Simple Tips for Supporting Communication
• Talk to your child, even when they are a baby: before your baby begins to talk he/she is listening to you and learning many of the skills needed for strong communication.
• Minimise background noise: turn off your TV and radio so your child can hear what you are saying.
• Simplify your sentences: use shorter sentences, emphasise keywords, use gestures and leave pauses for your child to contribute.
• Follow your child’s attention and join in with their play and activities: talk about what he/she is looking at for short periods on a daily basis.
• Use everyday activities for language learning: e.g. putting away the shopping, sorting the laundry, etc…
• Establish a daily routine at joint picture-book reading: talk about the pictures, rather than simply asking ‘where’s the …?’ or ‘what’s that?’ questions; you may not even read the words – talking and thinking about the pictures together is more important for language development at an early age.
• Put away your smart phones and tablets: your child needs your undivided attention to learn to communicate well, and many activities on devices do not encourage two way communication.
Social Stories and Comic Strip Conversations
Developed by Carol Gray, Social Stories are a simple tool used to help children and adults understand situations from perspective other than their own.
The use of the stories aims to modify and reduce negative behaviours while creating more understanding of how to react more appropriately in situations they find difficult.
Carol Gray also developed Comic Strip Conversations. These are used to help people learn about different social situations and how different people involved in an interaction may have been feeling during the interaction.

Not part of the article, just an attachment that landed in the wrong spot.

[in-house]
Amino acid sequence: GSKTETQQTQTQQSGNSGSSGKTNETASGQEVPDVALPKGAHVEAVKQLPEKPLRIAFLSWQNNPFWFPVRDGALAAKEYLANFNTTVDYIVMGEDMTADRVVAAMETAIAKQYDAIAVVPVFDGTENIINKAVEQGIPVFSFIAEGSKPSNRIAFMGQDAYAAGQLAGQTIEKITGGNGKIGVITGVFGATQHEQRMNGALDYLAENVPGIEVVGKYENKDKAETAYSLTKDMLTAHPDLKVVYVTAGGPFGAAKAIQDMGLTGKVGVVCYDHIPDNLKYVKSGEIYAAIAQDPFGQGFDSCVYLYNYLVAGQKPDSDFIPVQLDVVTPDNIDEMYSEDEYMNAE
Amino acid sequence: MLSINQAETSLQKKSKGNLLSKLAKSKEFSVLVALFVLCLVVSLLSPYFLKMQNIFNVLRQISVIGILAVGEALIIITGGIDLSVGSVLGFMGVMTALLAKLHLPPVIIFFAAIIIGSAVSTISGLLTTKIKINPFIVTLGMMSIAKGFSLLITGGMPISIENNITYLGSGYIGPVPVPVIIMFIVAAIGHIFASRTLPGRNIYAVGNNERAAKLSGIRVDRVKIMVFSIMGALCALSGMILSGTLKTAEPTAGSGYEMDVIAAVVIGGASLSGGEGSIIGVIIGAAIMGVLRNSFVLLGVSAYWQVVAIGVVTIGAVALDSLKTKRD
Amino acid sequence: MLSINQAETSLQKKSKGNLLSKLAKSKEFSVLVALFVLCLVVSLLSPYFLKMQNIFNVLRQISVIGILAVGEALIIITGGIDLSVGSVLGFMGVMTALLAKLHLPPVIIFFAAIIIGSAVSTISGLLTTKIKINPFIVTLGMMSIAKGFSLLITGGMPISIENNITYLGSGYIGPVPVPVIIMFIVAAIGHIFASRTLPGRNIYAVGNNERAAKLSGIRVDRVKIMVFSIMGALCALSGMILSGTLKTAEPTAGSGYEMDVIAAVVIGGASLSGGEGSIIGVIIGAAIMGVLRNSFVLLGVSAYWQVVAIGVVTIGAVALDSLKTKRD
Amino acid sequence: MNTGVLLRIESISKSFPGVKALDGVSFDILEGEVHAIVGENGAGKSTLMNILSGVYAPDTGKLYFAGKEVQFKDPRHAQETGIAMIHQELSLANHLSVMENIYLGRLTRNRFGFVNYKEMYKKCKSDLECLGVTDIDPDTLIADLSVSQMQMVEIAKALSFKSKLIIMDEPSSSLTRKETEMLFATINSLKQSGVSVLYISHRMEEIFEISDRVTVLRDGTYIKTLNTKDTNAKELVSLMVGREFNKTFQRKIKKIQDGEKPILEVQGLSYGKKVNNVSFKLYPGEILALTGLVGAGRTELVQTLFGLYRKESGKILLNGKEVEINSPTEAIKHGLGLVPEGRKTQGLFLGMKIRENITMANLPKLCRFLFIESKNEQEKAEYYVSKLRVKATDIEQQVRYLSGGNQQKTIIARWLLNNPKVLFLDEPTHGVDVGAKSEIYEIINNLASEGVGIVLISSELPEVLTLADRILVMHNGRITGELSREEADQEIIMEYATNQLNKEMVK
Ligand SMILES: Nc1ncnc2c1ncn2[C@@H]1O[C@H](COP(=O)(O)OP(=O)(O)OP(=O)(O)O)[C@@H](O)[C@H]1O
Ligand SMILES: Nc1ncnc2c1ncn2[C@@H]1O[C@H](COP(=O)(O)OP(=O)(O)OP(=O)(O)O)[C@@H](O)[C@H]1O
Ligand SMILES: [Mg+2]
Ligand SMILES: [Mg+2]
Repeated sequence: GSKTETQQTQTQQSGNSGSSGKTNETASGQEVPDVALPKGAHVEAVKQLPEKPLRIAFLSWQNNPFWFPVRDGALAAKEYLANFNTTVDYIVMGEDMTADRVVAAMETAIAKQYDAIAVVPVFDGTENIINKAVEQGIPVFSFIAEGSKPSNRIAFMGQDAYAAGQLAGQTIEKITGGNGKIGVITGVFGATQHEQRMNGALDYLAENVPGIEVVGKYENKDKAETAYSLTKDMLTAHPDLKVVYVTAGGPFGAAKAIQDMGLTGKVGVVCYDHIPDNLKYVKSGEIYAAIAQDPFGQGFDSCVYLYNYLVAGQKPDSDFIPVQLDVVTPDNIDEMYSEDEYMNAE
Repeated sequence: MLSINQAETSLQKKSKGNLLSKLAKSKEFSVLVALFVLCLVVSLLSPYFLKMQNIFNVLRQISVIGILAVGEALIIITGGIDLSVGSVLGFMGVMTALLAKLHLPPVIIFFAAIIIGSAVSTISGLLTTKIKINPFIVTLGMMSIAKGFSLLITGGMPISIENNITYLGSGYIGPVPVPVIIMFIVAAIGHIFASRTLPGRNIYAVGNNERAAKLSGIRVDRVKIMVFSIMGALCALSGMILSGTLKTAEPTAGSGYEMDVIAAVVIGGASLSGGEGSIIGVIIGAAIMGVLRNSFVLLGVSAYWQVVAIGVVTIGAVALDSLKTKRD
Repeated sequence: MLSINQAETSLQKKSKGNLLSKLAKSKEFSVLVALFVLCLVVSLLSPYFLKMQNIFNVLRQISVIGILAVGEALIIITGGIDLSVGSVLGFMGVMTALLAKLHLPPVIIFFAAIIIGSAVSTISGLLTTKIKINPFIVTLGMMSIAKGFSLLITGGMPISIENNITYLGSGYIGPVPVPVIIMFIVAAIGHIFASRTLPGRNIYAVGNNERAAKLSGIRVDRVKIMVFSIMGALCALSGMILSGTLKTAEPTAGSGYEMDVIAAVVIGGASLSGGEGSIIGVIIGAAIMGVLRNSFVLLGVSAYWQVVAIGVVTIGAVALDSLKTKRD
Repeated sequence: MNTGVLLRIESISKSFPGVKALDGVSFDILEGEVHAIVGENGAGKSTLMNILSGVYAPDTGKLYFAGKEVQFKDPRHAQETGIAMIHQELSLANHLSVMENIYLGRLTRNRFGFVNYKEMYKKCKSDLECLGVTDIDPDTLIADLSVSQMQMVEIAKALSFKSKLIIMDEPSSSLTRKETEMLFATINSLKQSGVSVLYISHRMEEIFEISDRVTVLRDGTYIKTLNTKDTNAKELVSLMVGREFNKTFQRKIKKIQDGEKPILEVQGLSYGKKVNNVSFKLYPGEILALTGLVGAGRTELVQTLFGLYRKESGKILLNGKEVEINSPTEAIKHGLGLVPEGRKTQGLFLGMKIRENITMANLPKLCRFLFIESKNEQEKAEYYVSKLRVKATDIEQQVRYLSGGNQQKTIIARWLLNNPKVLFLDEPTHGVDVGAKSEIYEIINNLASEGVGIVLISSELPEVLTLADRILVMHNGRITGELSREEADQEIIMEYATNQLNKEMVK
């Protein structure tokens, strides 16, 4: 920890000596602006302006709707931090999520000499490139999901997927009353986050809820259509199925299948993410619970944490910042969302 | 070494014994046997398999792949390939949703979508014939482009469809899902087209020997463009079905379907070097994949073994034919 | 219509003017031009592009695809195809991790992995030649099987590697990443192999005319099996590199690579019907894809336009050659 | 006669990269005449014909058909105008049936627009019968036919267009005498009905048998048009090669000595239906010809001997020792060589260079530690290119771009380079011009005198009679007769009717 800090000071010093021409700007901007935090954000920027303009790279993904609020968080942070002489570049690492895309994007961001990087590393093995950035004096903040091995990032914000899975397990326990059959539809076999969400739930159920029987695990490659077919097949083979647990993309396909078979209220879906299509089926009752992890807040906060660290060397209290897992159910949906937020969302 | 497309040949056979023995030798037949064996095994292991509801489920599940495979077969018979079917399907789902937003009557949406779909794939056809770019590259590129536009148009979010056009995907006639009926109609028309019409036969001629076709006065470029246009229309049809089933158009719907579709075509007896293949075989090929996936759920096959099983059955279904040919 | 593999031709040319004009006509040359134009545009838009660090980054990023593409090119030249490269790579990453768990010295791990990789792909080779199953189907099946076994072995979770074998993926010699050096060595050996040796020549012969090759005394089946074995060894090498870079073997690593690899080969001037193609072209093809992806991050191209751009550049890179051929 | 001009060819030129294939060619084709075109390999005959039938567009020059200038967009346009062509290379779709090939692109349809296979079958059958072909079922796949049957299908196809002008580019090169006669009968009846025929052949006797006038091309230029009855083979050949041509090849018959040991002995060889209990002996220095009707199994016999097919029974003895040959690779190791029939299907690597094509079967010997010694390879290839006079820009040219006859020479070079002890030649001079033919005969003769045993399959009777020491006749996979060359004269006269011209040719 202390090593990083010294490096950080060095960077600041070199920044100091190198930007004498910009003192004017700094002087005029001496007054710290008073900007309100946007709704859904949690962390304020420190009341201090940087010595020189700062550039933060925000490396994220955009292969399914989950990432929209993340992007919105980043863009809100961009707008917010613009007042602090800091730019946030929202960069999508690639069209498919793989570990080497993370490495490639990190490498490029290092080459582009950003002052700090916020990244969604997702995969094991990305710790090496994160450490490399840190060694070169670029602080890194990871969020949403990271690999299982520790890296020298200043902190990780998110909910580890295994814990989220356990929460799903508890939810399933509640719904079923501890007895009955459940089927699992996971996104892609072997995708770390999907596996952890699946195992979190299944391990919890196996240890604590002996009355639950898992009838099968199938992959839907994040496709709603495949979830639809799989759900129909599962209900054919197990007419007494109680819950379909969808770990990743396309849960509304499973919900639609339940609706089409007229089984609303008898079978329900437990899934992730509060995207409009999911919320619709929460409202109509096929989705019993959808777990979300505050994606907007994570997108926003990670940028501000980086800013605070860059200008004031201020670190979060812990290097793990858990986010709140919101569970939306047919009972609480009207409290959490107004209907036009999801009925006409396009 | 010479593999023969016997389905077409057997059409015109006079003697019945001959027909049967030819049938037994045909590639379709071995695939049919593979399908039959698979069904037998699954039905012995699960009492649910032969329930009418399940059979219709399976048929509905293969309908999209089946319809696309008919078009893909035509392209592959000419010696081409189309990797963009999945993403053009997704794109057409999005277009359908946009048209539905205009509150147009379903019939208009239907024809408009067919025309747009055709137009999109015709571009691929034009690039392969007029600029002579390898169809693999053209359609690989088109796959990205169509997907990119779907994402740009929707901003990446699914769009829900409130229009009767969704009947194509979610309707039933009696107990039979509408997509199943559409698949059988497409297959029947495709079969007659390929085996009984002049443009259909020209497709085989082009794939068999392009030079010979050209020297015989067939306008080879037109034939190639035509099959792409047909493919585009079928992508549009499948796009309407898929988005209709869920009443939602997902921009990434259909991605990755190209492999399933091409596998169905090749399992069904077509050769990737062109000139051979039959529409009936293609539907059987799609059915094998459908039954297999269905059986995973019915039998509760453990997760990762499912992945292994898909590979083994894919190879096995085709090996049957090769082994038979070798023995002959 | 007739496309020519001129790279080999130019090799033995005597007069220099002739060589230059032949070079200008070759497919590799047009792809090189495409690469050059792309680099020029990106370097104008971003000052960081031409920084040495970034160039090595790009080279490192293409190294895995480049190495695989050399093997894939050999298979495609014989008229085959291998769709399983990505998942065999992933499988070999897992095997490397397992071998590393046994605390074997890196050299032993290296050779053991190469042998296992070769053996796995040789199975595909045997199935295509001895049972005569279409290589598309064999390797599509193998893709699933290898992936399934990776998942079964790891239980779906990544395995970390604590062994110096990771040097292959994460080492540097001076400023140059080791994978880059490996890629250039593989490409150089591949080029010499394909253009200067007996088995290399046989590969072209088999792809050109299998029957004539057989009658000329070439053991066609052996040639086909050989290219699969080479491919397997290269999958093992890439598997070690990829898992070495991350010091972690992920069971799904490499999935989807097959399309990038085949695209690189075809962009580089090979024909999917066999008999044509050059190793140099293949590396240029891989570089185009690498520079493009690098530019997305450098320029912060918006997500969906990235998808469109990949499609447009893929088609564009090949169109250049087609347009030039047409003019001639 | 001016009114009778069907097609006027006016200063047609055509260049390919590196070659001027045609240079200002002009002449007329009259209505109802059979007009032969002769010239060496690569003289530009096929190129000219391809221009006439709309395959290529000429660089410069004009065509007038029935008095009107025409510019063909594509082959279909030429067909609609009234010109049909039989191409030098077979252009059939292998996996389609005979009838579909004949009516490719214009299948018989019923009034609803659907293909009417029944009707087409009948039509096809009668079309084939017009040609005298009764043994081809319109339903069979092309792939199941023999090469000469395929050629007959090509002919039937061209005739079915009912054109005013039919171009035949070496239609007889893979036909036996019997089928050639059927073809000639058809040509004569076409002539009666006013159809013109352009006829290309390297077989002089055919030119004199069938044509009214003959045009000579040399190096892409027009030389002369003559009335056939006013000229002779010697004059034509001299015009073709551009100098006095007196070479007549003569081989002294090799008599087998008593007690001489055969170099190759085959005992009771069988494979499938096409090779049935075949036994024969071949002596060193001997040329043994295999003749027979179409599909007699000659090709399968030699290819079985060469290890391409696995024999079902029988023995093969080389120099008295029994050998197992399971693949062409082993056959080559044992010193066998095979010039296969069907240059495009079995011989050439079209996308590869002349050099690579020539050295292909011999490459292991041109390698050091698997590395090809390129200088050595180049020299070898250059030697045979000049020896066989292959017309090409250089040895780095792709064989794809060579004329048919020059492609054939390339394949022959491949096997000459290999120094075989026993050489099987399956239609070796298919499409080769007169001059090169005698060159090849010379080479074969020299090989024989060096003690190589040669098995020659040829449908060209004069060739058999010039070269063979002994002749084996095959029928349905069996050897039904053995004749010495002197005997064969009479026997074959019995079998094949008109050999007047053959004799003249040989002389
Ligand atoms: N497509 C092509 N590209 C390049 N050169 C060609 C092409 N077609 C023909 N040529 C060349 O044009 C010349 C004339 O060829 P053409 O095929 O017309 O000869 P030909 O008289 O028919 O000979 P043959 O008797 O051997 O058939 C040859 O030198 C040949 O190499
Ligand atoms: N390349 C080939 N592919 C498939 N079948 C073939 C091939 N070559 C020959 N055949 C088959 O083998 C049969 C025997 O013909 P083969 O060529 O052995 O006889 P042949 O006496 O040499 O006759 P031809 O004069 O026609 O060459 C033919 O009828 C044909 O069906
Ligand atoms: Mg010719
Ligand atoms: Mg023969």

We recommend visiting the National Autistic Society website for more detailed information on Social Stories and Comic Strip Conversations including how to plan, write and implement them effectively.
Ages and Stages
If you’re concerned your child may not be making the progress with their Speech and Language Development they should be, or if you’re just interested in seeing if they are making the expected progress, please have a look at the following website for a link to expected Ages and Stages information:
Remember, these are just a guide and many children do develop at different rates.
Contact us on the contact link at the bottom of this page if you’re concerned and would like to talk to us.
Stuttering, also known as stammering, is a difference in speech fluency characterised by disrupted speech patterns. The disruption may be exhibited as repetitions (sounds, part words, words and even sentences), prolongations (stretching) of sounds or blocked (restricted) airflow. Sometimes a ‘stutter’ may be a combination of these behaviours and may also include what we refer to as ‘secondary behaviours’ (e.g. eye blinking, head movements etc).
The truth is we still don’t know a lot about why some people start stuttering and others don’t, nor why some children develop a stutter and then stop stuttering, whereas others continue to stutter into their adult years… and actually, it may not be particularly helpful to the person who stutters/ stutterer to continually look for those reasons. We do know stuttering usually develops in younger pre-school aged children. But in some cases it can develop in older children and even in adolescents.